Appeals Court Rejects Class Action Lawsuit Over 'Bundling' Cable Channels
Many cable television subscribers hate being forced to accept hundreds of channels they'll never watch when they sign up for service. Over the years, a number of lawmakers have proposed legislation that would force the cable industry to go "a la carte" instead of the channel "bundling" that currently occurs. But the Ninth Circuit Court of Appeals rejected on Friday an attempt by a class of consumers to make this an antitrust matter.
A lower court previously threw out the the class action lawsuit against NBC Universal, the Walt Disney Co., Fox Entertainment Group, Time Warner, and others, because the plaintiffs failed to show that their injuries were caused by an injury to competition.
On appeal, the plaintiffs offered theories on how the sale of multi-channel packages injured them. Specifically, they asserted that the "bundling" activity limited the manner in which distributors compete with each other, and that the method foreclosed independent programmers from entering the market, which reduced consumer choice and led to increased prices.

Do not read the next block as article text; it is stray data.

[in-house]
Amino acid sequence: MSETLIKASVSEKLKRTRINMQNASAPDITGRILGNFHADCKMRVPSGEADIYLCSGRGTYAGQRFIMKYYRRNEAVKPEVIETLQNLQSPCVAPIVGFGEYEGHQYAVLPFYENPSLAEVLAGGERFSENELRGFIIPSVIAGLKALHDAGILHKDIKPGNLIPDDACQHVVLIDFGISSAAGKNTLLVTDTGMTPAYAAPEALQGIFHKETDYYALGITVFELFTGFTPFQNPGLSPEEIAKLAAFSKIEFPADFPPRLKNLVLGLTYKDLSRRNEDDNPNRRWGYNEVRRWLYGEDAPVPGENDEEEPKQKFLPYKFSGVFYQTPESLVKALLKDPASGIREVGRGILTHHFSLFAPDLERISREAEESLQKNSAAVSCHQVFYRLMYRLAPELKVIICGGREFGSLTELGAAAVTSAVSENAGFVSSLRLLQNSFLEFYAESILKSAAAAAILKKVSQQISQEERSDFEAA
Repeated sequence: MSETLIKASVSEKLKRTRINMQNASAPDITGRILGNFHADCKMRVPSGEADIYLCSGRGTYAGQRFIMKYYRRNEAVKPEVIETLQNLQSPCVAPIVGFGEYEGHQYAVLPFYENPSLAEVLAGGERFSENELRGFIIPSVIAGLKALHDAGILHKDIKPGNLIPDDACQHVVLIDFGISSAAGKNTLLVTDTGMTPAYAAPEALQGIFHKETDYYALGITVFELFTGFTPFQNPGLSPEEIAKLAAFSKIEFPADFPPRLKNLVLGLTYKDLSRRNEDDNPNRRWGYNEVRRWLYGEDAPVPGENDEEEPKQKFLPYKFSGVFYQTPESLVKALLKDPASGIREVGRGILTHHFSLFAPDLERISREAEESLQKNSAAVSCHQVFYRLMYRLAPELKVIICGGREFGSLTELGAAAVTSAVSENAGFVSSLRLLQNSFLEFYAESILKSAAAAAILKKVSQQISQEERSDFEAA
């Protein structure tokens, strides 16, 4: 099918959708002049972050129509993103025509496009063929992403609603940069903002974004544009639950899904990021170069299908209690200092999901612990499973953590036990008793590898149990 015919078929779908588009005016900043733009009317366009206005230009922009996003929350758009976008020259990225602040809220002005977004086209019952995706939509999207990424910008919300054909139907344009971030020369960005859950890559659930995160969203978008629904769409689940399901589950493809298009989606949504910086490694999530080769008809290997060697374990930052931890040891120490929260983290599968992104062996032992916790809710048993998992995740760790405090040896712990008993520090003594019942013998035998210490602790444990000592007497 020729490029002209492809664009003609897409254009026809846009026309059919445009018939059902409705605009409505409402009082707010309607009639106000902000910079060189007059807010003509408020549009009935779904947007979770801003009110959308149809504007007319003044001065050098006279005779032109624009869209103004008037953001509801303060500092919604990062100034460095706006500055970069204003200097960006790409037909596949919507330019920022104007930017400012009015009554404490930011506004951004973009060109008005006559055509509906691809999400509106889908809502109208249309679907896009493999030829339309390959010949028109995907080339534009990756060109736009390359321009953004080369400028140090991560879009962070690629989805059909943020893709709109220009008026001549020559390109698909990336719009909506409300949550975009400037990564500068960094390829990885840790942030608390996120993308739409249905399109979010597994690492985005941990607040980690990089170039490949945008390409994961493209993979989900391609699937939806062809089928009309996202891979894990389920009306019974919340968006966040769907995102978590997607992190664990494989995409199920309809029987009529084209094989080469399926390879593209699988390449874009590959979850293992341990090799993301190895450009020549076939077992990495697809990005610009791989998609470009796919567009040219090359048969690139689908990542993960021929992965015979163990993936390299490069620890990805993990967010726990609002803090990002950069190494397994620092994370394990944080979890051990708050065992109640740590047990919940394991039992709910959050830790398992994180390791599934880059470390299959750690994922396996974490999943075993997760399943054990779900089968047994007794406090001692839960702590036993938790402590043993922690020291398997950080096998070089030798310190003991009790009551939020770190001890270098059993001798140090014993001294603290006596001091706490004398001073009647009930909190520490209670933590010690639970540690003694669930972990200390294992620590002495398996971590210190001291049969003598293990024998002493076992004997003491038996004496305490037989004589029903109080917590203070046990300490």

Writing for the Ninth Circuit, Justice Sandra Ikuta rejects the theory.
In her opinion, she finds that the plaintiffs still haven't met the third prong of showing a Sherman Act Section 1 violation -- injury to competition:
"The complaint does not allege that Programmers’ practice of selling tied “must-have” and low-demand channels excludes other sellers of low-demand channels from the market. Nor does the complaint allege that the Programmers’ bundling arrangement prevented any competitors from participating in either the upstream or downstream market."
What's left are allegations of reduced choice and increased prices, but the justice adds: "Although plaintiffs may be required to purchase bundles that include unwanted channels in lieu of purchasing individual cable channels, antitrust law recognizes the ability of businesses to choose the manner in which they do business absent an injury to competition."